This very same logic is what makes sense of measures to secure, if not total equality, then at least a substantial measure of parity, a minimum threshold, when it comes to the representation of Kenyan women. Women are not geographically constituted such that one can draw a constituency or a county around them on a map. Yet the lived circumstances of women across Kenya are as different from those of men as the circumstances of neighbouring counties might be from each other. We understand that these geographically distinct constituencies must nevertheless each have their own representatives: why should women, too, not have an equal voice in parliament?

The point becomes even stronger when we focus on the fact that women are about equal numerically to men (in fact, they are numerically superior). If citizens from a low-population county can have a much more than proportional voice in parliament within the county-based seats, then why should women be content to have a much less than equal voice, a voice discounted in the current parliament by 80 per cent?

In any case there is nothing in the setting-aside of certain constituencies for women that violates the principle of “one person, one vote.”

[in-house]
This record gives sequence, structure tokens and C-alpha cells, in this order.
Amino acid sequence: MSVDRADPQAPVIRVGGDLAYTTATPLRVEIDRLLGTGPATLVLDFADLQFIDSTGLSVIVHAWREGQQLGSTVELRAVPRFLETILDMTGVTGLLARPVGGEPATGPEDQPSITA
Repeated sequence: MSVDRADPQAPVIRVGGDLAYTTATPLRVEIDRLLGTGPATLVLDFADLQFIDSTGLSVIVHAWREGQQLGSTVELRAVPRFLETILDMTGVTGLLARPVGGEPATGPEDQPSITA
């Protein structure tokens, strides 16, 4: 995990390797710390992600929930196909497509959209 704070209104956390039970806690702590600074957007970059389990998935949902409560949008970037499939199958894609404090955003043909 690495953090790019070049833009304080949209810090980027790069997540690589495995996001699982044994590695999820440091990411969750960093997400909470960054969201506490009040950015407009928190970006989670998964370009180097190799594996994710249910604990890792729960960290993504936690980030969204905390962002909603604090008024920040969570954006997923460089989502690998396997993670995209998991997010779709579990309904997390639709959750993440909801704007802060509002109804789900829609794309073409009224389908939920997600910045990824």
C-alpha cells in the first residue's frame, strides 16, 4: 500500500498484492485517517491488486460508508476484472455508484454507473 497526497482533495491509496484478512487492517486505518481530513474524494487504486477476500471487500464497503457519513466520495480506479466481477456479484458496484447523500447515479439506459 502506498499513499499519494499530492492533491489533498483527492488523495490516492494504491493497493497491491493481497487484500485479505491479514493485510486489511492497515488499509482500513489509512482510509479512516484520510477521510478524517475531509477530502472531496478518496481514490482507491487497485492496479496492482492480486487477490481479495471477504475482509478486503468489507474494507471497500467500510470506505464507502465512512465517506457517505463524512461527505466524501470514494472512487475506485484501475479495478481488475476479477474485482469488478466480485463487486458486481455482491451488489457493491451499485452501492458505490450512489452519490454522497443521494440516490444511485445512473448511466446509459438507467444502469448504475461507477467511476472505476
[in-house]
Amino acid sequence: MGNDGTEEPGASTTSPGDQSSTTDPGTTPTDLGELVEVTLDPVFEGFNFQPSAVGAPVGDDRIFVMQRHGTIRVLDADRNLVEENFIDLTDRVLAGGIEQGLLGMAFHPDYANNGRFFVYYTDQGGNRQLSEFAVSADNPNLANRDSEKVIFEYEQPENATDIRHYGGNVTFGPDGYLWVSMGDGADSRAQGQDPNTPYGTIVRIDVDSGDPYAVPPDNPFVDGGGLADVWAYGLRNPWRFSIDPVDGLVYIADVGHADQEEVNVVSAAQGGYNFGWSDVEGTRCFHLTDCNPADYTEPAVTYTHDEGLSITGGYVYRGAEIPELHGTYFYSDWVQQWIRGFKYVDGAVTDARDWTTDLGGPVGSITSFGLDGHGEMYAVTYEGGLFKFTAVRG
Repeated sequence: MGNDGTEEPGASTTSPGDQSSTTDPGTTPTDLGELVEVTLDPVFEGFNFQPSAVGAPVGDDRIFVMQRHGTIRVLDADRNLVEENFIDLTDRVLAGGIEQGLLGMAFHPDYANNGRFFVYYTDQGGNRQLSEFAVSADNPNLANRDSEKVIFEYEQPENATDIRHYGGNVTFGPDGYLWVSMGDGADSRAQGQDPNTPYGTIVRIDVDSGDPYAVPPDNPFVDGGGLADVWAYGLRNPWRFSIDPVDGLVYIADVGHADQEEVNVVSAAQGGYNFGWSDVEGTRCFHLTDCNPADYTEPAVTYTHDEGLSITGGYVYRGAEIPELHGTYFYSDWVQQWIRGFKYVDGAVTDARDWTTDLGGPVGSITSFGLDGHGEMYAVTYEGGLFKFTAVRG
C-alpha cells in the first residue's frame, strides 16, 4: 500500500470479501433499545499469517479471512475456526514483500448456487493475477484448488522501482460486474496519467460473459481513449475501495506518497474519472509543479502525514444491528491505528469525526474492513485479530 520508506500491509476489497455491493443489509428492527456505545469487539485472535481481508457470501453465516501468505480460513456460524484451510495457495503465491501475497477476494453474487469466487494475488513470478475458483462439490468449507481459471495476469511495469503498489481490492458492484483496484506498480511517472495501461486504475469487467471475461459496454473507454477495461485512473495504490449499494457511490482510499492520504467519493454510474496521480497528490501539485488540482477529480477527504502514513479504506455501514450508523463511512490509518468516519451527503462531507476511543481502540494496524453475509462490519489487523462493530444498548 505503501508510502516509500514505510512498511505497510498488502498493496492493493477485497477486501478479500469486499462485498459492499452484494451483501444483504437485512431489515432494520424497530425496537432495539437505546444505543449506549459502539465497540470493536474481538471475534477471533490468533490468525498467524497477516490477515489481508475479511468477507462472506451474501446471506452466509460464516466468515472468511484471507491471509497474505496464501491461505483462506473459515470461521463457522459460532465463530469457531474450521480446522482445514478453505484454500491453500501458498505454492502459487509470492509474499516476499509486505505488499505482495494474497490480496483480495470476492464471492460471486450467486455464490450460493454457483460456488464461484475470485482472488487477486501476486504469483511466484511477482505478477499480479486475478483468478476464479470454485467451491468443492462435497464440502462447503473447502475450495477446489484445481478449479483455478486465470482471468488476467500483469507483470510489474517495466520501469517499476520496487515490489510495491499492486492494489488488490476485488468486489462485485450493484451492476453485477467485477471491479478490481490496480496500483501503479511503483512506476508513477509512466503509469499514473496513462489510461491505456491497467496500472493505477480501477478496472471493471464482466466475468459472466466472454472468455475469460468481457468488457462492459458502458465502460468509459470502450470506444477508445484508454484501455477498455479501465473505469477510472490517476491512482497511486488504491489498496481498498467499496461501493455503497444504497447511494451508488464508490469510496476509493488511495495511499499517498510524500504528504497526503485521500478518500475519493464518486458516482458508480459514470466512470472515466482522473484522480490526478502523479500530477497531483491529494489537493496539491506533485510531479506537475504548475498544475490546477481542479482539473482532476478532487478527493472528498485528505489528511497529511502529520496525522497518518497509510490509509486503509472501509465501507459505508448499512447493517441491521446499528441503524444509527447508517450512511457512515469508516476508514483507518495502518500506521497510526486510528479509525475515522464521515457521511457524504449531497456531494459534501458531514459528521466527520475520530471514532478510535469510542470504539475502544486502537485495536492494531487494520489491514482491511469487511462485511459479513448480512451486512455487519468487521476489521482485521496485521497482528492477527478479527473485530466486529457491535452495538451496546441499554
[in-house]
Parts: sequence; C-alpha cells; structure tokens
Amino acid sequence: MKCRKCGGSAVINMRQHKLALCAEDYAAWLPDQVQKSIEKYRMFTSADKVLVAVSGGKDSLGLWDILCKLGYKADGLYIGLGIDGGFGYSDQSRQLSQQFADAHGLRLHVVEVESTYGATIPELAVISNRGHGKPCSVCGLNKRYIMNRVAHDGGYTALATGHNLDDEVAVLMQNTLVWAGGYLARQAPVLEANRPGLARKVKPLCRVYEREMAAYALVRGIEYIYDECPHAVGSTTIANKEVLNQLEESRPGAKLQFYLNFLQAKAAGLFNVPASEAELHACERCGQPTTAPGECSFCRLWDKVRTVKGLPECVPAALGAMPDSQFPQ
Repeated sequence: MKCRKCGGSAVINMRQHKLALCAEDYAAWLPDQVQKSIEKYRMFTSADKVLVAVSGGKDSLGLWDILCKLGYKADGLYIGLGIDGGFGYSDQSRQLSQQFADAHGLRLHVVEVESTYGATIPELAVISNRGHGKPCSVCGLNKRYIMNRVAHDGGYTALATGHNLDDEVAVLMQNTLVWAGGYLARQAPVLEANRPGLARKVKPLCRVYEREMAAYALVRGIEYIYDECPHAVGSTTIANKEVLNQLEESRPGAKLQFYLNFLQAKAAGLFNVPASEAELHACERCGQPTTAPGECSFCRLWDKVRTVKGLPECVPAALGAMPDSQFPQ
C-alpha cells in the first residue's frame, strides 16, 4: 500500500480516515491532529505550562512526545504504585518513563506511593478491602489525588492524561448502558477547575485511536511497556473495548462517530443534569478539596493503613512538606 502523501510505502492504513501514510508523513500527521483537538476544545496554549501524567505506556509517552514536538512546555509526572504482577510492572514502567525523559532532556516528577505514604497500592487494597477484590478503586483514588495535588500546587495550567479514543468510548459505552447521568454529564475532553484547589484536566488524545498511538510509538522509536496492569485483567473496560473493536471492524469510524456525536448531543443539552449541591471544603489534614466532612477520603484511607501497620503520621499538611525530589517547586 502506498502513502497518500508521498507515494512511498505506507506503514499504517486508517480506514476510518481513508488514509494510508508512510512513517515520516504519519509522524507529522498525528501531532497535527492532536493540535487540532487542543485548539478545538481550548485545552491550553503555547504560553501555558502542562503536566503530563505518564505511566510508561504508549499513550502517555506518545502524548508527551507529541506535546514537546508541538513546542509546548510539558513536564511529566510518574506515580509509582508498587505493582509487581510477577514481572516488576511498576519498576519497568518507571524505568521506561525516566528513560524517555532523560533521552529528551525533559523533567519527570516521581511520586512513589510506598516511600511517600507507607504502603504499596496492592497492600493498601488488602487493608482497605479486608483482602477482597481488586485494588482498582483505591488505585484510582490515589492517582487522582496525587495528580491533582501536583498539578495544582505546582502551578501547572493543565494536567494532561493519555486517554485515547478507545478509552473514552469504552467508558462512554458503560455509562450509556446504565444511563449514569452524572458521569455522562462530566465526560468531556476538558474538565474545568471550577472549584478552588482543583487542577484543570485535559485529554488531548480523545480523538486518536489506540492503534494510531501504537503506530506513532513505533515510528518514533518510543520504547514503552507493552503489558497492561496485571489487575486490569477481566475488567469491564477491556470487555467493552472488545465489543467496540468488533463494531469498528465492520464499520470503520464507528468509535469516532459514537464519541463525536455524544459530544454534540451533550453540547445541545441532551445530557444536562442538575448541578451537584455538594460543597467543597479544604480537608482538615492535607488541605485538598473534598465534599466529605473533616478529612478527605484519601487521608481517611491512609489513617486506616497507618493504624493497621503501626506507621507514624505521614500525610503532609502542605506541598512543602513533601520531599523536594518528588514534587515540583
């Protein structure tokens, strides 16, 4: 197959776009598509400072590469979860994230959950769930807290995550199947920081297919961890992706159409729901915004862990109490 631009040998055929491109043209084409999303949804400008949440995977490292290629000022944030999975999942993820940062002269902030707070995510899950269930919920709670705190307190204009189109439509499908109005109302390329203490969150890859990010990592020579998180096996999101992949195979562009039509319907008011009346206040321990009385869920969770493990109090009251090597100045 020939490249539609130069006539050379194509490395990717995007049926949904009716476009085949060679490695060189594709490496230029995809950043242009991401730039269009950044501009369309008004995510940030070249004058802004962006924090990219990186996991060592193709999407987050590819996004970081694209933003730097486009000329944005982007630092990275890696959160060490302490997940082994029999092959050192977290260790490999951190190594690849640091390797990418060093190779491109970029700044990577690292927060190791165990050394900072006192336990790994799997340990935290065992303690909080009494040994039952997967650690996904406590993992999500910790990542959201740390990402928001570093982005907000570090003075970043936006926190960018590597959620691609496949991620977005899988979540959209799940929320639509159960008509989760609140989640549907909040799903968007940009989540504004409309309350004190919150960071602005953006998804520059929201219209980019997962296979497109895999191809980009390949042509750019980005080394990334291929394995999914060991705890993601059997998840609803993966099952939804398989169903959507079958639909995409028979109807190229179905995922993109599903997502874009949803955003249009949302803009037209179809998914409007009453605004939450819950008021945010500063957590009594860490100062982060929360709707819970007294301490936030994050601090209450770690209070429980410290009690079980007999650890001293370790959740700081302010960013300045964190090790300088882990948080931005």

It is not as if, in those constituencies or counties, male citizens do not get to vote. Their votes count for just as much as the vote of any woman citizen in choosing a representative. They just do not get to vote for a male candidate. Do we want to say that because 60 per cent of Kenyans have never had the opportunity of voting for a woman candidate, women in those constituencies did not have an equal vote? If having an equal vote means being able to vote for a candidate of one’s own gender, then 60 per cent of Kenyan women have been disenfranchised. We do not think that this is a sensible view of things. Women in those constituencies did get to vote, but in the parliamentary system as a whole they have been vastly underrepresented. They lack an equal voice in Kenyan politics, even if they have an equal vote.

To the question, “Do quotas for women violate ‘one person, one vote’?” our answer is a confident and resounding “No.”

Having an equally weighted vote is an important principle of fair representation in diverse democracies, but it is not the only principle of fairness that Kenyans have taken into account in making this Constitution more democratically responsive.

Next Week: Are set-aside seats a form of “reverse discrimination” or “unfair competition”?

Wambui Mwangi is a political scientist, photographer and writer. Melissa Williams is a professor of political science at the University of Toronto and the author of the award-winning Voice, Trust & Memory: Marginalised Groups and the Failings of Liberal Representation.